Get curious. Get proximate. 

If we’ve learned anything from this election cycle it’s that lots of people are long on opinions and short on facts.

We’ve also unearthed some curious theories.

That mere intelligence trumps actual experience. That promises to get tough are better than an actual plan. That most of success in life is about cutting “great deals, tremendous deals”. And that, when in doubt, let’s just let fear rule the roost.

Buy into these hypotheses and there are quite a few interesting things one is led to believe:

That those that have only flown over the battlefield know how to win the war.

That folks who have never suffered from institutional racism know exactly how to lift marginalized communities out of discrimination, poverty and violence.

That people who have won the ovarian lottery–and have likely never spent a minute walking in the shoes of those much less fortunate–can confidently say that “those people” just need to pull themselves up by their bootstraps.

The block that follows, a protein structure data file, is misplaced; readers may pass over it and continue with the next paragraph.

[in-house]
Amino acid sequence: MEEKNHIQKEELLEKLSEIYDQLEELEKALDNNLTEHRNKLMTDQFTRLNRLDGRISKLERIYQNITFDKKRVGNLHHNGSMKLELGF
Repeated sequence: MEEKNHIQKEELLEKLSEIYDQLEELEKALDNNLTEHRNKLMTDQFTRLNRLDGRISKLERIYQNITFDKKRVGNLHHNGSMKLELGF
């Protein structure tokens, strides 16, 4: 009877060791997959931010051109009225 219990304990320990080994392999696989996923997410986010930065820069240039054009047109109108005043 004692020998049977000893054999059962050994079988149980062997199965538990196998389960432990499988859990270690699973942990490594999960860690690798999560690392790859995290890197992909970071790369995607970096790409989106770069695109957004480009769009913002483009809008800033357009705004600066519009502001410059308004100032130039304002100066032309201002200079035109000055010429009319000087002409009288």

Moreover, there is no need for further study, or to be even mildly inquisitive, because our minds are already made up.

It’s always easier to wage an air war, to be the critic, to shout encouragement from the stands. But then there’s that pesky little problem that it doesn’t really accomplish anything.

Much of the time, what we need–what I need–is to first get curious. Once we think we have all the answers there is a pretty good chance we’re wrong. A passionate curiosity releases us from ego and creates the potential for something far more spacious, real and connected. Most importantly, it gives us the information we need for good decision-making. It turns out facts matter.

The second step is to get proximate, to get out of our comfort zone and immerse ourselves not only in the facts, figures and issues, but the people, the emotion and, yes, our hearts.

As Bryan Stevenson reminds us “when people get proximate to the problems and the things they care most deeply about, not only does it help them do better work, be better problem solvers, I think it changes them.”



h/t to Dr. Heather Hackmann for helping inspire this post.


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